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ROMEO AND JULIET.

ACT I.

SCENE I.

A public place. Enter SAMPSON and GREGORY, armed with swords and

bucklers.

Samp. Gregory, o'my word, we'll not carry coals. 1

Gre. No, for then we should be colliers.
Samp. I mean, an we be in choler, we 'll draw.

Gre. Ay, while you live, draw your neck out of the collar.

Samp. I strike quickly, being moved.
Gre. But thou art not quickly moved to strike.
Samp. A dog of the house of Montague moves

me.

Gre. To move is to stir, and to be valiant is to stand to it: therefore, if thou art moved, thou runnest away.

Samp. A dog of that house sball move me to

"A phrase formerly in use to signify the bearing of injuries.

stand: I will take the wall of any man or maid of Montague's.

Gre. That shows thee a weak slave; for the weakest goes to the wall.

Samp. True; and therefore women, being the weaker vessels, are ever thrust to the wall: therefore I will push Montague's men from the wall, and thrust his maids to the wall.

Gre. The quarrel is between our masters, and us their men.

Samp. 'Tis all one; I will show myself a tyrant : when I have fought with the men I will be cruel with the maids ; I will cut off their heads.

Gre. The heads of the maids ?

Samp. Ay, the heads of the maids, or their maidenheads; take it in what sense thou wilt.

Gre. They must take it in sense, that feel it.

Samp. Me they shall feel, while I am able to stand; and, 'tis known, I am a pretty piece of flesh.

Gre. 'Tis well, thou art not fish; if thou hadst, thou hadst been poor John. Draw thy tool; here comes two of the house of the Montagues.

Enter ABRAM and BALTHASAR. Samp. My naked weapon is out: quarrel ; I will back thee.

Gre. How? turn thy back, and run ?
Samp. Fear me not.
Gre. No, marry : I fear thee !

i Poor John is bake, dried and salted.

Abr. Do you

Samp. Let us take the law of our sides ; let them begin.

Gre. I will frown as I pass by, and let them take it as they list.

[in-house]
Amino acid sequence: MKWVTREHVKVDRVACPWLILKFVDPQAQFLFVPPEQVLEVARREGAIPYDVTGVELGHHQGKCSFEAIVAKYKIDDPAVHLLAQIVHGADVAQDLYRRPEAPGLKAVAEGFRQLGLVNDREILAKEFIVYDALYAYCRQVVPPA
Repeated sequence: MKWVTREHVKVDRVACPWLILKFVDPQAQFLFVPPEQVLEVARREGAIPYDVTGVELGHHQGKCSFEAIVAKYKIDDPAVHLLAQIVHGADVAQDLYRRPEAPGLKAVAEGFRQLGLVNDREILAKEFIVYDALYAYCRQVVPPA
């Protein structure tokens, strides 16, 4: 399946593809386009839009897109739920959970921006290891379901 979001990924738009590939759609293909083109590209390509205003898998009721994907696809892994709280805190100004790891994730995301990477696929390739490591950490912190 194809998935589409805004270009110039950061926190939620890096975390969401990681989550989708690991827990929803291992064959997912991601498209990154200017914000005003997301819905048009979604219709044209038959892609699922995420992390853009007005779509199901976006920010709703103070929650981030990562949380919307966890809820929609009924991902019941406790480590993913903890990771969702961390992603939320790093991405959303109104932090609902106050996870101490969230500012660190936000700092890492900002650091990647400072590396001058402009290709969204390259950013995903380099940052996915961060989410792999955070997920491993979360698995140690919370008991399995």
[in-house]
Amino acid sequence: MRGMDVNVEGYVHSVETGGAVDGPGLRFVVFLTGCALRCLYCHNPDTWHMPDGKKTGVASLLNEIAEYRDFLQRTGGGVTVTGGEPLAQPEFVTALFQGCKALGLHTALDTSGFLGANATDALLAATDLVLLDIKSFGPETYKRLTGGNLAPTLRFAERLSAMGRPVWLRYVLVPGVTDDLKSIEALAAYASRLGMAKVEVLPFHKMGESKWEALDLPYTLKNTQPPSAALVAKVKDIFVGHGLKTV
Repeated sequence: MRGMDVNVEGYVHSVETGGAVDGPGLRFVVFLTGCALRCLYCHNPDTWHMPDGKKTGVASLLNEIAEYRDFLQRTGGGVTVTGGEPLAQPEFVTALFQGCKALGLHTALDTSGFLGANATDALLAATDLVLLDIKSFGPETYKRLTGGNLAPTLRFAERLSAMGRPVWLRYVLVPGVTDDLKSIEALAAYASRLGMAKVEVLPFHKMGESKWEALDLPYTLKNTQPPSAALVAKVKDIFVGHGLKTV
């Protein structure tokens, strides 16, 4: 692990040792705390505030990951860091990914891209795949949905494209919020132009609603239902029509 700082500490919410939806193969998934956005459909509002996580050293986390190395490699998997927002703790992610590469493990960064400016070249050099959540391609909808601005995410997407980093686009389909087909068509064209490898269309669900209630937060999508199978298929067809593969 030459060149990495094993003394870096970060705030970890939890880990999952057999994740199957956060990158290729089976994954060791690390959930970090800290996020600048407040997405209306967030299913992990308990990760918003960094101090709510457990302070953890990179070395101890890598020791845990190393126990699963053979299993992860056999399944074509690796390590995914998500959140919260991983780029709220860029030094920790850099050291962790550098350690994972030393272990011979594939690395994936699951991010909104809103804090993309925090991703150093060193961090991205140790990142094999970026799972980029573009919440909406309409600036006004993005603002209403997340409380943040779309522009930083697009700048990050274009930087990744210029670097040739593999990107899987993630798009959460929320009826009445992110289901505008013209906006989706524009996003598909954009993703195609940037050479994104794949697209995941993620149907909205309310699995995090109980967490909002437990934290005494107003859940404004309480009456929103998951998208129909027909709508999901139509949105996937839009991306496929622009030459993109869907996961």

Samp. Nay, as they dare. I will bite my thumb at them; which is a disgrace to them, if they bear it.

Abr. Do you bite your thumb at us, sir ?
Samp. I do bite my thumb, sir.

bite
your

thumb at us, sir ? Samp. Is the law on our side, if I say Ay? Gre. No.

Samp. No, sir, I do not bite my thumb at you, sir; but I bite my thumb, sir.

Gre. Do you quarrel, sir?
Abr. Quarrel, sir ? no, sir.

Samp. If you do, sir, I am for you; I serve as good a '

man as you. Abr. No better. Samp. Well, sir.

Enter BENVOLIO, at a distance. Gre. Say, better; here comes one of my master's kinsmen.

Samp. Yes, better, sir.
Abr. You lie.

Samp. Draw, if you be men.-Gregory, remember the swashing 1 blow.

(they fight.

I Noisy.

Ben. Part, fools; put up your swords : you know not what you do. [beats down their swords.

Enter TYBALT.
Ty. What, art thou drawn among these heartless

hinds ?
Turn thee, Benvolio; look upon thy death.

Ben. I do but keep the peace; put up thy sword, Or manage it to part these men with me. Ty. What, drawn, and talk of peace? I hate the

word, As I hate hell, all Montagues, and thee: Have at thee, coward.

[they fight.

Enter several Partisans of both houses, who join the

fray; then enter CITIZENS, with clubs. i Cit. Clubs, bills, and partisans !1 strike! beat

them down! Down with the Capulets! down with the Mon

tagues !

Enter CAPULET, in his gown ; and LADY CAPULET. Cap. What noise is this ?-Give me my long

sword, ho! L. Cap. A crutch, a crutch !—Why call you for a

sword ? Cap. My sword, I say !-Old Montague is come,

1 A bill is a battle-axe, and a partisan a kind of pike.

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